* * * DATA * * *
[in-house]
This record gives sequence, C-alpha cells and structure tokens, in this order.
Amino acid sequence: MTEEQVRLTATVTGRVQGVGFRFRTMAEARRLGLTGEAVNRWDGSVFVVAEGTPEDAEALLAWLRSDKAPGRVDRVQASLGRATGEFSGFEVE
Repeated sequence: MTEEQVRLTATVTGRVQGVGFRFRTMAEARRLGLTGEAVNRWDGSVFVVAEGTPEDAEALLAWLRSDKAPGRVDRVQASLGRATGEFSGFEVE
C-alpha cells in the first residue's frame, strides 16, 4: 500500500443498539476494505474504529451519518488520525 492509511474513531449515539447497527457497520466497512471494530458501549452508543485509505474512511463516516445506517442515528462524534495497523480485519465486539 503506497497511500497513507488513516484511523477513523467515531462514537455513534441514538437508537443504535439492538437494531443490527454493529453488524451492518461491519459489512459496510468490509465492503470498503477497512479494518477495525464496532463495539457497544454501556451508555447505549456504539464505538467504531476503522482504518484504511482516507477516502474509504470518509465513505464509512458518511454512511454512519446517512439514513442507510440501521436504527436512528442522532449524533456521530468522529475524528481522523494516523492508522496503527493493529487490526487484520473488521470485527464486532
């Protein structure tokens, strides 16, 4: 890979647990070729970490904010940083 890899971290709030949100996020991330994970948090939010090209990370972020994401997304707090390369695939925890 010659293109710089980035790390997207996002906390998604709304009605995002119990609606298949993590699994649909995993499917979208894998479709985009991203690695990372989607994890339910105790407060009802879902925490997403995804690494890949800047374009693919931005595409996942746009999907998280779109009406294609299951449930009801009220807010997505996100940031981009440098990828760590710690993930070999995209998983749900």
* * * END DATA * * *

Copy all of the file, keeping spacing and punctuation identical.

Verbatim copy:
[in-house]
This record gives sequence, C-alpha cells and structure tokens, in this order.
Amino acid sequence: MTEEQVRLTATVTGRVQGVGFRFRTMAEARRLGLTGEAVNRWDGSVFVVAEGTPEDAEALLAWLRSDKAPGRVDRVQASLGRATGEFSGFEVE
Repeated sequence: MTEEQVRLTATVTGRVQGVGFRFRTMAEARRLGLTGEAVNRWDGSVFVVAEGTPEDAEALLAWLRSDKAPGRVDRVQASLGRATGEFSGFEVE
C-alpha cells in the first residue's frame, strides 16, 4: 500500500443498539476494505474504529451519518488520525 492509511474513531449515539447497527457497520466497512471494530458501549452508543485509505474512511463516516445506517442515528462524534495497523480485519465486539 503506497497511500497513507488513516484511523477513523467515531462514537455513534441514538437508537443504535439492538437494531443490527454493529453488524451492518461491519459489512459496510468490509465492503470498503477497512479494518477495525464496532463495539457497544454501556451508555447505549456504539464505538467504531476503522482504518484504511482516507477516502474509504470518509465513505464509512458518511454512511454512519446517512439514513442507510440501521436504527436512528442522532449524533456521530468522529475524528481522523494516523492508522496503527493493529487490526487484520473488521470485527464486532
């Protein structure tokens, strides 16, 4: 890979647990070729970490904010940083 890899971290709030949100996020991330994970948090939010090209990370972020994401997304707090390369695939925890 010659293109710089980035790390997207996002906390998604709304009605995002119990609606298949993590699994649909995993499917979208894998479709985009991203690695990372989607994890339910105790407060009802879902925490997403995804690494890949800047374009693919931005595409996942746009999907998280779109009406294609299951449930009801009220807010997505996100940031981009440098990828760590710690993930070999995209998983749900």